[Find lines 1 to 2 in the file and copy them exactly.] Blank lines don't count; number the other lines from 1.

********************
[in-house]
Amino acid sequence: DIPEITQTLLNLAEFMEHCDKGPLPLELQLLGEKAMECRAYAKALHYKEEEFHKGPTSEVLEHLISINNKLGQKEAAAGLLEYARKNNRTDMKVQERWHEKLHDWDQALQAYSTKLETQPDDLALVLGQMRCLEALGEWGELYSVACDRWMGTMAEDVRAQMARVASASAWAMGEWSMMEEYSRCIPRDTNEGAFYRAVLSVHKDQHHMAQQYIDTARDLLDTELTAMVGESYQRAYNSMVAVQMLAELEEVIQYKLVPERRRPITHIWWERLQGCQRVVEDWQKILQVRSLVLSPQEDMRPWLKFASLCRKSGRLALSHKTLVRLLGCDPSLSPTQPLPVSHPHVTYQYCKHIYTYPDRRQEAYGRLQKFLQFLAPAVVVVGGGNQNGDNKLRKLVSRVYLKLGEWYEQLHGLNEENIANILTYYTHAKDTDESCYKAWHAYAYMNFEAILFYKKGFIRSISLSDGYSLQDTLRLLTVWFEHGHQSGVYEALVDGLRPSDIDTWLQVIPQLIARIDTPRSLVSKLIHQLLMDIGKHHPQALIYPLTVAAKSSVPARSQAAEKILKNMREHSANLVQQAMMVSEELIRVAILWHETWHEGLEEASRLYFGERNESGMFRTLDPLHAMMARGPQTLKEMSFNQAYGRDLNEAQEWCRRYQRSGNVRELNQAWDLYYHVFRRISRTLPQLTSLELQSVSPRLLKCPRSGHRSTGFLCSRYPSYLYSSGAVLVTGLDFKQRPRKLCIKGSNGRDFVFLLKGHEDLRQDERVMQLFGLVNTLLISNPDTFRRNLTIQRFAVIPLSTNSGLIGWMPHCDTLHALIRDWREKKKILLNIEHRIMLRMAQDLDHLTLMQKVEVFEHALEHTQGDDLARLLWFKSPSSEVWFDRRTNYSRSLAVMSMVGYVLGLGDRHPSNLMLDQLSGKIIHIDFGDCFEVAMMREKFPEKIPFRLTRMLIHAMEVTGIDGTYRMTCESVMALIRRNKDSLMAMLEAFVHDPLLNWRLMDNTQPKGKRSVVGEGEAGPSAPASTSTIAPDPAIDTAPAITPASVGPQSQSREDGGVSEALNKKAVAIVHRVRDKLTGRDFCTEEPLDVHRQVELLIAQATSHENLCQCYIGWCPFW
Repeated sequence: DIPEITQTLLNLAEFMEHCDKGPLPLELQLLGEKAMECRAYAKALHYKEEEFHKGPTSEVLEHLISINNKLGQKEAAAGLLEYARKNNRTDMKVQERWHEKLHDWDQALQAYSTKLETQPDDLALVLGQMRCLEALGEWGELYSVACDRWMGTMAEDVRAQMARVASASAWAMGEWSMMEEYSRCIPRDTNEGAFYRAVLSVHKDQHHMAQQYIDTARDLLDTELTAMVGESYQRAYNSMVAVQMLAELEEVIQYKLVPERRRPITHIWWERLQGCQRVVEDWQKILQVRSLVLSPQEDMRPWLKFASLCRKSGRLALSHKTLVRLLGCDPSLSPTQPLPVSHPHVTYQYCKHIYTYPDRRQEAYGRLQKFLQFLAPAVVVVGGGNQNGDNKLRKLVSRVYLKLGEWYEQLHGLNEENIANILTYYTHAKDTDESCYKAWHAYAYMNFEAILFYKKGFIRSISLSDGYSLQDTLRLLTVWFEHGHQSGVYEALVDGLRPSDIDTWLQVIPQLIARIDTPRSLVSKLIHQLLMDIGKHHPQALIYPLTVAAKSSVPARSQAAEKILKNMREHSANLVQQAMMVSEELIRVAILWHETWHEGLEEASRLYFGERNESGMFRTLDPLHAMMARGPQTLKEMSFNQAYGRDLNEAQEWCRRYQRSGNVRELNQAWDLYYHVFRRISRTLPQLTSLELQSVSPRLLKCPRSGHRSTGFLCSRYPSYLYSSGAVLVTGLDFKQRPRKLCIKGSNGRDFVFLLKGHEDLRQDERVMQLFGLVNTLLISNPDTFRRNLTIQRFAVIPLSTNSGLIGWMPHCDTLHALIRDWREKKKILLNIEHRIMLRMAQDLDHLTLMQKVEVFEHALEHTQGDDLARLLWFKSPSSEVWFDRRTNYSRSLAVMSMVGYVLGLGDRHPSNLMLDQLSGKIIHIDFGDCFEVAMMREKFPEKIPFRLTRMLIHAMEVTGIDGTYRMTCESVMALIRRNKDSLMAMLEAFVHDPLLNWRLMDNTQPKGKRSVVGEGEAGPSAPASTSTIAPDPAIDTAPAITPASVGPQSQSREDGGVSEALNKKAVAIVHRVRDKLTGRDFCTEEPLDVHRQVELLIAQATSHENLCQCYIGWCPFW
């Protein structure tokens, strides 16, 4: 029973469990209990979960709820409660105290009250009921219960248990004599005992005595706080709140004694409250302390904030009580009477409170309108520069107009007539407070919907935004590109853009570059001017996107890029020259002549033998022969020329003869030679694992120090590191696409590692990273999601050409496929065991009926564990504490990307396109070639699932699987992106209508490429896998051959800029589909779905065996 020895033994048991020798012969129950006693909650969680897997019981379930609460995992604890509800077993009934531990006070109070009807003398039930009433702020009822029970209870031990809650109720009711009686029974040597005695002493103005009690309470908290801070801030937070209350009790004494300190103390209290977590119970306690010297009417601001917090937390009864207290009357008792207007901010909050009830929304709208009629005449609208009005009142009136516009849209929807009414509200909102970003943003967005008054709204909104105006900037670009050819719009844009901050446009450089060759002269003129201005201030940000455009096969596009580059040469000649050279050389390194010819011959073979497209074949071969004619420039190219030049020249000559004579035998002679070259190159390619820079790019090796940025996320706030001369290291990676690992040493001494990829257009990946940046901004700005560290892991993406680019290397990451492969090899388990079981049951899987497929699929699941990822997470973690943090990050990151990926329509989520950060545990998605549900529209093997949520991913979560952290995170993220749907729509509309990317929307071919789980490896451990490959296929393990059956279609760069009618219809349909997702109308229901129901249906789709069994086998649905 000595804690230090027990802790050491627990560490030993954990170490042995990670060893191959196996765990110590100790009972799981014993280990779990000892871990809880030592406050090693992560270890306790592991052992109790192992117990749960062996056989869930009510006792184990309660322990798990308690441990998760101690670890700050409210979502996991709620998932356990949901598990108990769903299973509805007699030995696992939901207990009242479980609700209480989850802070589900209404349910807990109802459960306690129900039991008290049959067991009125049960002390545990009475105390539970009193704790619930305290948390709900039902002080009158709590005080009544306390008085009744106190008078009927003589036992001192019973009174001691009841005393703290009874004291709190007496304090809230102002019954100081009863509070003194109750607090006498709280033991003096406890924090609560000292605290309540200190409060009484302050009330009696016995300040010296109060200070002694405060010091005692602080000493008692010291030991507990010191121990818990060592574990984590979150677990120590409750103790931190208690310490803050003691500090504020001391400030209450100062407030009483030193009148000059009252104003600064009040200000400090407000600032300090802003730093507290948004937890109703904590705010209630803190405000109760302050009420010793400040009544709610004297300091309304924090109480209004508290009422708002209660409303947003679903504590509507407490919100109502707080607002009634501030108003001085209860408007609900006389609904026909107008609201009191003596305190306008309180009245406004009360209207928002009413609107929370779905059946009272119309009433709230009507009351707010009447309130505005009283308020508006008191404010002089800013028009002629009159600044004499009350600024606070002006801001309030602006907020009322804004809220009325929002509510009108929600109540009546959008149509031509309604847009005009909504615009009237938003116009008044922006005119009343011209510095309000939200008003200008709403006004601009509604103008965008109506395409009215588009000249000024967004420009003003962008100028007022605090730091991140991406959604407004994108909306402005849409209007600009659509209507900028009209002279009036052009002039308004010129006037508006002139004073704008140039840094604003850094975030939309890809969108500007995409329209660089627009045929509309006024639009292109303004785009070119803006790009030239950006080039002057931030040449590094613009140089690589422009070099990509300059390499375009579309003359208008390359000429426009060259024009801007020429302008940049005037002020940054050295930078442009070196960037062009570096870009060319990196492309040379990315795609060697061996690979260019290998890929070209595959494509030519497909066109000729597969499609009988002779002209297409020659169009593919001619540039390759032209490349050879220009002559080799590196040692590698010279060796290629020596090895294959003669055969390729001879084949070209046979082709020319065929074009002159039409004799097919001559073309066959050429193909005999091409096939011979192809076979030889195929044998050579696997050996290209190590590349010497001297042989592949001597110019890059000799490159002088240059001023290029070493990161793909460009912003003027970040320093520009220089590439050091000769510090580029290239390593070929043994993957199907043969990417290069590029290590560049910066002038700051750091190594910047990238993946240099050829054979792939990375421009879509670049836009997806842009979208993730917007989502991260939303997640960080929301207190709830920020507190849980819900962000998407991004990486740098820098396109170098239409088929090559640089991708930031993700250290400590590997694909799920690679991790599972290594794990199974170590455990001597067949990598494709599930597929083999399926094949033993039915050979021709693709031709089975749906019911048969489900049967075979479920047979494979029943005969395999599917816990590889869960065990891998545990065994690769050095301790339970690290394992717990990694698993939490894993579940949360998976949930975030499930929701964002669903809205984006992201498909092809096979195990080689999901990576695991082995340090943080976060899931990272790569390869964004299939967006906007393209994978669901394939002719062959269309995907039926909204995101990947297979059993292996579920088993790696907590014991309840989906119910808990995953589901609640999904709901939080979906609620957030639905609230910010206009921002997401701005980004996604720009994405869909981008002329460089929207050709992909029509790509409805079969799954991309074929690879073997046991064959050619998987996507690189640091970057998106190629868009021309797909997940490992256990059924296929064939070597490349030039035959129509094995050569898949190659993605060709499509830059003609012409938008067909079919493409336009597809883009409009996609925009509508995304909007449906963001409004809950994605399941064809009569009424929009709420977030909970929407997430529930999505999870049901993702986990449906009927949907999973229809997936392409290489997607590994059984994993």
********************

[in-house]
Amino acid sequence: DIPEITQTLLNLAEFMEHCDKGPLPLELQLLGEKAMECRAYAKALHYKEEEFHKGPTSEVLEHLISINNKLGQKEAAAGLLEYARKNNRTDMKVQERWHEKLHDWDQALQAYSTKLETQPDDLALVLGQMRCLEALGEWGELYSVACDRWMGTMAEDVRAQMARVASASAWAMGEWSMMEEYSRCIPRDTNEGAFYRAVLSVHKDQHHMAQQYIDTARDLLDTELTAMVGESYQRAYNSMVAVQMLAELEEVIQYKLVPERRRPITHIWWERLQGCQRVVEDWQKILQVRSLVLSPQEDMRPWLKFASLCRKSGRLALSHKTLVRLLGCDPSLSPTQPLPVSHPHVTYQYCKHIYTYPDRRQEAYGRLQKFLQFLAPAVVVVGGGNQNGDNKLRKLVSRVYLKLGEWYEQLHGLNEENIANILTYYTHAKDTDESCYKAWHAYAYMNFEAILFYKKGFIRSISLSDGYSLQDTLRLLTVWFEHGHQSGVYEALVDGLRPSDIDTWLQVIPQLIARIDTPRSLVSKLIHQLLMDIGKHHPQALIYPLTVAAKSSVPARSQAAEKILKNMREHSANLVQQAMMVSEELIRVAILWHETWHEGLEEASRLYFGERNESGMFRTLDPLHAMMARGPQTLKEMSFNQAYGRDLNEAQEWCRRYQRSGNVRELNQAWDLYYHVFRRISRTLPQLTSLELQSVSPRLLKCPRSGHRSTGFLCSRYPSYLYSSGAVLVTGLDFKQRPRKLCIKGSNGRDFVFLLKGHEDLRQDERVMQLFGLVNTLLISNPDTFRRNLTIQRFAVIPLSTNSGLIGWMPHCDTLHALIRDWREKKKILLNIEHRIMLRMAQDLDHLTLMQKVEVFEHALEHTQGDDLARLLWFKSPSSEVWFDRRTNYSRSLAVMSMVGYVLGLGDRHPSNLMLDQLSGKIIHIDFGDCFEVAMMREKFPEKIPFRLTRMLIHAMEVTGIDGTYRMTCESVMALIRRNKDSLMAMLEAFVHDPLLNWRLMDNTQPKGKRSVVGEGEAGPSAPASTSTIAPDPAIDTAPAITPASVGPQSQSREDGGVSEALNKKAVAIVHRVRDKLTGRDFCTEEPLDVHRQVELLIAQATSHENLCQCYIGWCPFW